You can see those parts of this text dealing with trials for a general idea of what you might expect at an investigation meeting, and how you might conduct yourself. Note, however, that investigation meetings are not as formal as Court hearings. Broadly, you would expect:
1. At the beginning of the investigation meeting the Authority Member would make introductions, explain how the meeting would proceed, who will get to speak and when.
2. The Authority Member may go on to ask questions of parties and witnesses after the initial introductions have been made and explanations given. Witnesses may end up being asked to read statements they have made and then get cross-examined. See those parts of this text dealing with examination of witnesses for information about ‘evidence in chief’, ‘cross-examination’ and ‘re-examination’.
3. The parties (or their representatives) each have an opportunity to sum up the evidence and their arguments for the legal consequences that follow by way of submissions. See those parts of this text dealing with submissions for more about that.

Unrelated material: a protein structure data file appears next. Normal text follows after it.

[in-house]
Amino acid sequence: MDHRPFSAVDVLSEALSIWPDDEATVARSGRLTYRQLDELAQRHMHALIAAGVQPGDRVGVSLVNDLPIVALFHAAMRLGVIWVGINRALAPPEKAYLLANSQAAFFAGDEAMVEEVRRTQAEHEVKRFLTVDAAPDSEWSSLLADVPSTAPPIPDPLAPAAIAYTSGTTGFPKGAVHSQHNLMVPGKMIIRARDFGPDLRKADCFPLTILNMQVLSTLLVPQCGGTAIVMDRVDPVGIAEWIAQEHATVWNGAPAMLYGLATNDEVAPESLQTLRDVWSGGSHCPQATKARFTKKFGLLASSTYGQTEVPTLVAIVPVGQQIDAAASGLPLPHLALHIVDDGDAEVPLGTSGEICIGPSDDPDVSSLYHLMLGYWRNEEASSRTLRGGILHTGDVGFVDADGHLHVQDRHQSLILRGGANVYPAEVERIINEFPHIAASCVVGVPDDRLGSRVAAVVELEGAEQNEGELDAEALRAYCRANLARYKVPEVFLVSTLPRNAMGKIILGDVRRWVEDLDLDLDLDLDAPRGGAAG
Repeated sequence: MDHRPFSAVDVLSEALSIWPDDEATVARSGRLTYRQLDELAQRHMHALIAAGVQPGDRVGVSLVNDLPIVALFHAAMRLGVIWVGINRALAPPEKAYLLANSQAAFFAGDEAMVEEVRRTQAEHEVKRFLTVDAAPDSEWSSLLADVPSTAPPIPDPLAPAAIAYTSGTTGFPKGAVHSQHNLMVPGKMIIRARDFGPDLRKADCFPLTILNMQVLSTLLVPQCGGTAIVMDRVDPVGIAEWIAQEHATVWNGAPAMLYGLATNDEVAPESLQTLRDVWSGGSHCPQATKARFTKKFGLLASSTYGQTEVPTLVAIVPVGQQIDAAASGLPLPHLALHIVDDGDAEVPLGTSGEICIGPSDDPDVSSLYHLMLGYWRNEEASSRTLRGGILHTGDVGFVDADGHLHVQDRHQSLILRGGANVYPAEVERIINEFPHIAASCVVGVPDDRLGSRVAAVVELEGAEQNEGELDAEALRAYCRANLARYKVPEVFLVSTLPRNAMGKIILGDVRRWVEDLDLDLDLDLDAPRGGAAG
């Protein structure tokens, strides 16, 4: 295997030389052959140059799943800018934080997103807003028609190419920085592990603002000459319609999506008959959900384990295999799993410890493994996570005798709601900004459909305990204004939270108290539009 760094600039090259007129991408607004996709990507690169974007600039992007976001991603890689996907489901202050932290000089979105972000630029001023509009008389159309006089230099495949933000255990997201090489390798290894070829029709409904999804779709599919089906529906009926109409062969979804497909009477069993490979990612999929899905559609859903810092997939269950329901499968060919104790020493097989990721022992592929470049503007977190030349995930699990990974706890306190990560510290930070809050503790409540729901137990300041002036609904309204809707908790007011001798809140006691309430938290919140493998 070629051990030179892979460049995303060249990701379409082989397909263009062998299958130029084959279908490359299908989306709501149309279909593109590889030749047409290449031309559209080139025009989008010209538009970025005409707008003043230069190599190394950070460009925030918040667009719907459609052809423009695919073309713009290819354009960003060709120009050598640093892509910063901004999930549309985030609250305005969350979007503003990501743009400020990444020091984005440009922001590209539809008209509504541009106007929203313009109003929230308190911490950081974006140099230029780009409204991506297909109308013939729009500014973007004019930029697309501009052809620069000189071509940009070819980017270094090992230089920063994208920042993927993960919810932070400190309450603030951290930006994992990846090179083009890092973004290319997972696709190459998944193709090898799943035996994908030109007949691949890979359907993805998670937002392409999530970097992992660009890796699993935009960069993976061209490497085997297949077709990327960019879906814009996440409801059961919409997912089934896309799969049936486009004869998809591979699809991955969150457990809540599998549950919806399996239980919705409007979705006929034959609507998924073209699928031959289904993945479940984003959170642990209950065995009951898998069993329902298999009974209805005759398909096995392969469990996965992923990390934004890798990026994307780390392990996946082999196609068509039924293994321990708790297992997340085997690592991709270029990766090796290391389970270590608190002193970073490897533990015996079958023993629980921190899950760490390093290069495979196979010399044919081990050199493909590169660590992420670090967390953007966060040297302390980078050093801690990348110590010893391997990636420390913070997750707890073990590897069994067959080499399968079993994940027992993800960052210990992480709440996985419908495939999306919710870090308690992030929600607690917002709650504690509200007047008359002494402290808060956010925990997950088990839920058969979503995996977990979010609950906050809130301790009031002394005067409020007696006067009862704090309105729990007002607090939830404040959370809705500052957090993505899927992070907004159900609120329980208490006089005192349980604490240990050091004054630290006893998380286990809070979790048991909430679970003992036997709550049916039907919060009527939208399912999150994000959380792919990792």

The possibility of mediation (or further mediation) may arise during the investigation meeting. The parties might also request a recommendation from the Authority Member while the investigation meeting is underway. See those parts of this text dealing with mediation and recommendations for more.
You can bring supporters with you to an investigation meeting such as friends and family.
Sometimes it might be appropriate to adjourn the investigation meeting so that more evidence can be obtained for the Authority Member. That is something that should be raised and discussed in the investigation meeting if the need arises.
A decision may be made against a party who does not show up to the investigation meeting. If there is some emergency, or other good reason why you cannot make it to the investigation meeting, then you should contact the Employment Relations Authority as soon as possible to see if you can have the meeting adjourned to a different time.